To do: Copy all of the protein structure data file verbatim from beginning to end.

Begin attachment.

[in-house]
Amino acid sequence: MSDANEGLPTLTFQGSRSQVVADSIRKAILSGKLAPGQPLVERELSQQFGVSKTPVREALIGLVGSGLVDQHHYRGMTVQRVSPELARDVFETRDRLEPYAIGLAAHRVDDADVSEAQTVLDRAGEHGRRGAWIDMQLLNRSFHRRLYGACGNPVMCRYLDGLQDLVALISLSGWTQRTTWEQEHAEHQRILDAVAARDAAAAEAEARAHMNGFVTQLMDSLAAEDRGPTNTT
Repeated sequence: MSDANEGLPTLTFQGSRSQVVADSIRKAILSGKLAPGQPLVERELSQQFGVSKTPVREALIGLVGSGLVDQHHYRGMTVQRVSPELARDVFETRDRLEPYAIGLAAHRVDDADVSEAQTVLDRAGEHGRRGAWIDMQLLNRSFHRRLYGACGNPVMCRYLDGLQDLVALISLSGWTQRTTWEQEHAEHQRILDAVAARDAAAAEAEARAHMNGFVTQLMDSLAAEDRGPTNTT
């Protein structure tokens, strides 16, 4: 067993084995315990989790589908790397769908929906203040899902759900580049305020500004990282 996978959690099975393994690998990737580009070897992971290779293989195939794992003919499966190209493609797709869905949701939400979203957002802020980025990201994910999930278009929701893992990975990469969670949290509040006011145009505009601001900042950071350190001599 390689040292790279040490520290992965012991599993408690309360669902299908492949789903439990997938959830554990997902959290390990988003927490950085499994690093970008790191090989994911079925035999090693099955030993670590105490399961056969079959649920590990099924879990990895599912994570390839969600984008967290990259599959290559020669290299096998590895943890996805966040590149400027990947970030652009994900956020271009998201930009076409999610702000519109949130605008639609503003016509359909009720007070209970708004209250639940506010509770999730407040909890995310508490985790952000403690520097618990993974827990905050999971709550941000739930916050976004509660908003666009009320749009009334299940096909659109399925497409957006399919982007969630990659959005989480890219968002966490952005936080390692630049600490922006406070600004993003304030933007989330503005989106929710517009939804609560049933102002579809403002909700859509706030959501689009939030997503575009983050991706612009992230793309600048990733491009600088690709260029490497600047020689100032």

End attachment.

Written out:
[in-house]
Amino acid sequence: MSDANEGLPTLTFQGSRSQVVADSIRKAILSGKLAPGQPLVERELSQQFGVSKTPVREALIGLVGSGLVDQHHYRGMTVQRVSPELARDVFETRDRLEPYAIGLAAHRVDDADVSEAQTVLDRAGEHGRRGAWIDMQLLNRSFHRRLYGACGNPVMCRYLDGLQDLVALISLSGWTQRTTWEQEHAEHQRILDAVAARDAAAAEAEARAHMNGFVTQLMDSLAAEDRGPTNTT
Repeated sequence: MSDANEGLPTLTFQGSRSQVVADSIRKAILSGKLAPGQPLVERELSQQFGVSKTPVREALIGLVGSGLVDQHHYRGMTVQRVSPELARDVFETRDRLEPYAIGLAAHRVDDADVSEAQTVLDRAGEHGRRGAWIDMQLLNRSFHRRLYGACGNPVMCRYLDGLQDLVALISLSGWTQRTTWEQEHAEHQRILDAVAARDAAAAEAEARAHMNGFVTQLMDSLAAEDRGPTNTT
């Protein structure tokens, strides 16, 4: 067993084995315990989790589908790397769908929906203040899902759900580049305020500004990282 996978959690099975393994690998990737580009070897992971290779293989195939794992003919499966190209493609797709869905949701939400979203957002802020980025990201994910999930278009929701893992990975990469969670949290509040006011145009505009601001900042950071350190001599 390689040292790279040490520290992965012991599993408690309360669902299908492949789903439990997938959830554990997902959290390990988003927490950085499994690093970008790191090989994911079925035999090693099955030993670590105490399961056969079959649920590990099924879990990895599912994570390839969600984008967290990259599959290559020669290299096998590895943890996805966040590149400027990947970030652009994900956020271009998201930009076409999610702000519109949130605008639609503003016509359909009720007070209970708004209250639940506010509770999730407040909890995310508490985790952000403690520097618990993974827990905050999971709550941000739930916050976004509660908003666009009320749009009334299940096909659109399925497409957006399919982007969630990659959005989480890219968002966490952005936080390692630049600490922006406070600004993003304030933007989330503005989106929710517009939804609560049933102002579809403002909700859509706030959501689009939030997503575009983050991706612009992230793309600048990733491009600088690709260029490497600047020689100032």